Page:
Anti-Semitic flyers were posted at UIC and denounced by UIC administration, faculty, and students. The Children’s Hospital University of Illinois named Benjamin Van Voorhees, MD, had of pediatrics and physician-in-chief. St. Therese Chinese Catholic School Principal Phyllis Cavallone-Jurek earned a Stanly C. Golder Award for Excellence in Leadership from Golden Apple.

The book Chicago Is Not Broke offered plans to solve Chicago’s budget crisis. The City decided to add an annex to the Mark Sheridan Math and Science Academy. Angela Valentino earned the Antoinette “Toni” Di Fiore Scholarship from Our Lady of Pompeii. Tenants at an Archer Avenue Single Residence Occupancy facility battled to save their home.

Sophia King won the 4th Ward aldermanic runoff. The Riverline and 21st Street Lofts developments moved forward in the South Loop.

MAY

Gazette management officially changed the name of the publication to Gazette Chicago to reflect its coverage of articles important to the whole City. The City selected a design for a combined new Roosevelt Branch Library and apartments at Taylor and Ada Streets.

Immanuel Baptist Church filed a lawsuit seeking to force the City to allow it to buy two buildings on Roosevelt Road; the City has been denying permission because it wants the church to provide parking.

Gazette Chicago analyzed Republican efforts to repeal the Affordable Care Act. Park officials planned several open-space innovations for the South Loop area, starting with Grant Park. Developers and townhouse owners worked out an agreement to permit construction of two new highrise apartment buildings at the Medical District Apartments. The Bridgeport community saw infrastructure improvements and business revitalization on Morgan and Halsted Streets.

The Chicago School Board considered making post-high school plans a graduation requirement. With gentrification increasing in Pilsen, families fought eviction proceedings at an apartment building on 21st Street. Notre Dame de Chicago Church added air conditioning to the church building. Ernesto Ponticello, known as the “tailor from Taylor Street,” passed away.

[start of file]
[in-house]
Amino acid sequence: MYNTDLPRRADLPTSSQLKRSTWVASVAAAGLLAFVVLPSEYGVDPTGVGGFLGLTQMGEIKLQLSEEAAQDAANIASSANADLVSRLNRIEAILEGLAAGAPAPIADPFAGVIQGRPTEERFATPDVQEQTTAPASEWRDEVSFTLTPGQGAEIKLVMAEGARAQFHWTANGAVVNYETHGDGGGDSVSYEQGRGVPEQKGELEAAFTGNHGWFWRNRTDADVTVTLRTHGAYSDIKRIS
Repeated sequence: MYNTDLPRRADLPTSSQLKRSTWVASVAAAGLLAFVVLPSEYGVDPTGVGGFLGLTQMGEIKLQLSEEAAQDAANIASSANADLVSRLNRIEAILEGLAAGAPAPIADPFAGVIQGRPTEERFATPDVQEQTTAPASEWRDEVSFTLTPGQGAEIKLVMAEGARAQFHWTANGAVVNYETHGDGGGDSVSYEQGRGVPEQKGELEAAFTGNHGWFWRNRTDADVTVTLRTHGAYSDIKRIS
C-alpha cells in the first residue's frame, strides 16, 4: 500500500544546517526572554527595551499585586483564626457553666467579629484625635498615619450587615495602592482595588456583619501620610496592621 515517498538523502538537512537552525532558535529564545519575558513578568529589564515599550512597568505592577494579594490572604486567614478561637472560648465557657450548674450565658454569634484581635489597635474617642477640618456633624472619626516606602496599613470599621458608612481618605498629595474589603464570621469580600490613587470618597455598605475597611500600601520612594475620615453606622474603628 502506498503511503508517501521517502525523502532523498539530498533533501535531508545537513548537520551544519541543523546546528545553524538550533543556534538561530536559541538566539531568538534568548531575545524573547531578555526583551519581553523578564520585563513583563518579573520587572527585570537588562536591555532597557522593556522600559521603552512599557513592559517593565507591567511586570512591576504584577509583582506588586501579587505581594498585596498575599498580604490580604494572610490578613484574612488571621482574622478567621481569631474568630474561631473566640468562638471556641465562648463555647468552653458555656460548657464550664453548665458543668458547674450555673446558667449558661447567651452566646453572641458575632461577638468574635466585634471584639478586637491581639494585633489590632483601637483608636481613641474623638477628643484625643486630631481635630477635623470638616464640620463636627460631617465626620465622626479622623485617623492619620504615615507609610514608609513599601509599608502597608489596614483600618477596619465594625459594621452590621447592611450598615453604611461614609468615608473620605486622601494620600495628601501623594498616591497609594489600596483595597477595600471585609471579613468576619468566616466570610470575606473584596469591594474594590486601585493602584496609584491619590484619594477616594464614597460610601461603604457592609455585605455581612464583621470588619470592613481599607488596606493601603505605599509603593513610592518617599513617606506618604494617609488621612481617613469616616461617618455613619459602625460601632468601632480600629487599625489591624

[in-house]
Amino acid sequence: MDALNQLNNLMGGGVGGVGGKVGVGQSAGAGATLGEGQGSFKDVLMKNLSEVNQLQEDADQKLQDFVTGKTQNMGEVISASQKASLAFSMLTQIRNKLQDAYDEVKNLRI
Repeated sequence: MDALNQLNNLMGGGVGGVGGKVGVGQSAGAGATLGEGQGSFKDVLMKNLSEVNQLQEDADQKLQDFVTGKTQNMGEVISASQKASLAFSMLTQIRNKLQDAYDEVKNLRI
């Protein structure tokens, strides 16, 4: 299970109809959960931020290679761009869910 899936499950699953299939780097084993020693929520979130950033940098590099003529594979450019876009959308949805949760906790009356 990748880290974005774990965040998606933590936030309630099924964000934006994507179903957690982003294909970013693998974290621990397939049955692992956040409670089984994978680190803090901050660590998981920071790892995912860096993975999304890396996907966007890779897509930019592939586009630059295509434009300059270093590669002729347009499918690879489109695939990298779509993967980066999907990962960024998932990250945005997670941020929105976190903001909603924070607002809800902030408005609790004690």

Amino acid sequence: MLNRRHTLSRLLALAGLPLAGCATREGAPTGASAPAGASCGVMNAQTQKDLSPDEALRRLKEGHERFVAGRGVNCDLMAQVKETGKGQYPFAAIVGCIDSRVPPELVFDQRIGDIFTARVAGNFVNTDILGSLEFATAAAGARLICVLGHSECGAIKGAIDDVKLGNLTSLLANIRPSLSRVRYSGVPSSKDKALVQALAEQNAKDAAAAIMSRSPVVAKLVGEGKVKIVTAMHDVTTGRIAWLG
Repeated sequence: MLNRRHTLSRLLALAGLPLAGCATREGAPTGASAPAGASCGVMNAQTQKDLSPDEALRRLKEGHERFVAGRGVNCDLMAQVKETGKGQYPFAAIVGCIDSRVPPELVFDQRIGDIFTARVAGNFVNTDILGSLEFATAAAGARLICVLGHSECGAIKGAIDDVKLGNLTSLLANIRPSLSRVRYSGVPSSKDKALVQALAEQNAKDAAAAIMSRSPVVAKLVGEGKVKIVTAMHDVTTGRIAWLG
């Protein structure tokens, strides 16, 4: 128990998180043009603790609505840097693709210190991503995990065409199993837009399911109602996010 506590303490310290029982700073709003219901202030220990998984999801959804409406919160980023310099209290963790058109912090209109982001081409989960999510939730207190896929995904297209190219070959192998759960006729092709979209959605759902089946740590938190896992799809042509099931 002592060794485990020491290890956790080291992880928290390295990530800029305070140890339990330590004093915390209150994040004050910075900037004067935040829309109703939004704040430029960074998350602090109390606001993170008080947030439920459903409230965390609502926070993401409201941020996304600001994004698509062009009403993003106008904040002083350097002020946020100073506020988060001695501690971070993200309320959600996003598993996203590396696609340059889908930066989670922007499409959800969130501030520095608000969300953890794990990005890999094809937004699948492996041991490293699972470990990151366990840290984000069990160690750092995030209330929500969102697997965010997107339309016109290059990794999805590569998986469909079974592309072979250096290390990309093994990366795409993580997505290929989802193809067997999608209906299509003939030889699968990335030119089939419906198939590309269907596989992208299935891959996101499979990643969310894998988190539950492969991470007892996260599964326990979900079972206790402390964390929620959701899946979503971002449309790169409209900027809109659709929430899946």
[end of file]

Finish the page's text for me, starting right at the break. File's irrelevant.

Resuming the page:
The University of Illinois at Chicago and other universities will provide expertise for the Discovery Partners Institute in the South Loop.

JUNE

Planters were removed on Madison Street in the West Loop, to mixed reactions. Rush University Medical Center received neighbors’ approval to move offices into the former National Republic Bank of Chicago building at Harrison Street and Racine Avenue. Golfers’ reactions were divided on proposed Jackson Park, South Shore golf courses merger.

Property Markets Group bought an eight-acre site in Pilsen. The Chicago Center for Arts and Technology opened. More bicycle lanes were planned for the Near West Side and South Loop. South Loop Elementary School was slated to receive $50 million in TF funds for a new building. The West Loop community worked for a new fieldhouse for Skinner Park.

Wrestlers from Chicago Hope Academy won their first-ever sectional title.

JULY

Developers planned a 50-unit expansion of the Roosevelt Square redevelopment project and a 254-unit building in the Medical District Apartments complex. The Chicago Public Schools planned a gradual conversion of National Teachers Academy into a new high school. Investigative reporting showed that Chicago Police were issuing fewer tickets for texting and driving.

Local residents questioned the City’s motives for frequent 18th Street cleaning. Governor Bruce Rauner promised to sign a newly revised Automatic Voter Registration bill. Notre Dame de Chicago’s pastor, Monsignor Patrick Pollard, retired. Gazette Chicago reported on the Boulevard, a free, high quality, post-hospital landing place for people with no home to return to for recuperation.

Holy Family Church, Morning Star Baptist Church, and Second Presbyterian Church all celebrated milestone anniversaries. The Aquinas Literacy Center moved to a building at Hermitage Avenue and 35th St.

AUGUST